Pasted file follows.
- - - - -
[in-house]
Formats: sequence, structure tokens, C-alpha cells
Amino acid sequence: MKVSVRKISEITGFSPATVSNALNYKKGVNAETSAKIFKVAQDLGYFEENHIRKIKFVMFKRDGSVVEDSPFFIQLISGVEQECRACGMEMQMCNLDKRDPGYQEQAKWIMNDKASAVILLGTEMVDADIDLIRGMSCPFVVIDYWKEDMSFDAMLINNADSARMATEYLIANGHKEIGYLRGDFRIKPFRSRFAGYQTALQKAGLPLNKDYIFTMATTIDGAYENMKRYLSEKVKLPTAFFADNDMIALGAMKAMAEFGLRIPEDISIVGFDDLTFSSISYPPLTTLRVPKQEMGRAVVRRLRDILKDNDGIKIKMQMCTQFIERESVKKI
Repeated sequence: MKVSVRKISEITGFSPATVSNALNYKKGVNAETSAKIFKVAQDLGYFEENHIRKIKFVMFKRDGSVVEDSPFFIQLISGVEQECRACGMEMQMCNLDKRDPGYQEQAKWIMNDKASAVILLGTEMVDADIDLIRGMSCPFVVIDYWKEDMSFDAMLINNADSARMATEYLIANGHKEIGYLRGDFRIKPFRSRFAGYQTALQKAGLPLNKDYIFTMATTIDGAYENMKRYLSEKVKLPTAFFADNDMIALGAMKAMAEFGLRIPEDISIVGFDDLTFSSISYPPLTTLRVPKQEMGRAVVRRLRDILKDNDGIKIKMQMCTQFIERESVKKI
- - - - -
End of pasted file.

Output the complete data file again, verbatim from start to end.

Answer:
[in-house]
Formats: sequence, structure tokens, C-alpha cells
Amino acid sequence: MKVSVRKISEITGFSPATVSNALNYKKGVNAETSAKIFKVAQDLGYFEENHIRKIKFVMFKRDGSVVEDSPFFIQLISGVEQECRACGMEMQMCNLDKRDPGYQEQAKWIMNDKASAVILLGTEMVDADIDLIRGMSCPFVVIDYWKEDMSFDAMLINNADSARMATEYLIANGHKEIGYLRGDFRIKPFRSRFAGYQTALQKAGLPLNKDYIFTMATTIDGAYENMKRYLSEKVKLPTAFFADNDMIALGAMKAMAEFGLRIPEDISIVGFDDLTFSSISYPPLTTLRVPKQEMGRAVVRRLRDILKDNDGIKIKMQMCTQFIERESVKKI
Repeated sequence: MKVSVRKISEITGFSPATVSNALNYKKGVNAETSAKIFKVAQDLGYFEENHIRKIKFVMFKRDGSVVEDSPFFIQLISGVEQECRACGMEMQMCNLDKRDPGYQEQAKWIMNDKASAVILLGTEMVDADIDLIRGMSCPFVVIDYWKEDMSFDAMLINNADSARMATEYLIANGHKEIGYLRGDFRIKPFRSRFAGYQTALQKAGLPLNKDYIFTMATTIDGAYENMKRYLSEKVKLPTAFFADNDMIALGAMKAMAEFGLRIPEDISIVGFDDLTFSSISYPPLTTLRVPKQEMGRAVVRRLRDILKDNDGIKIKMQMCTQFIERESVKKI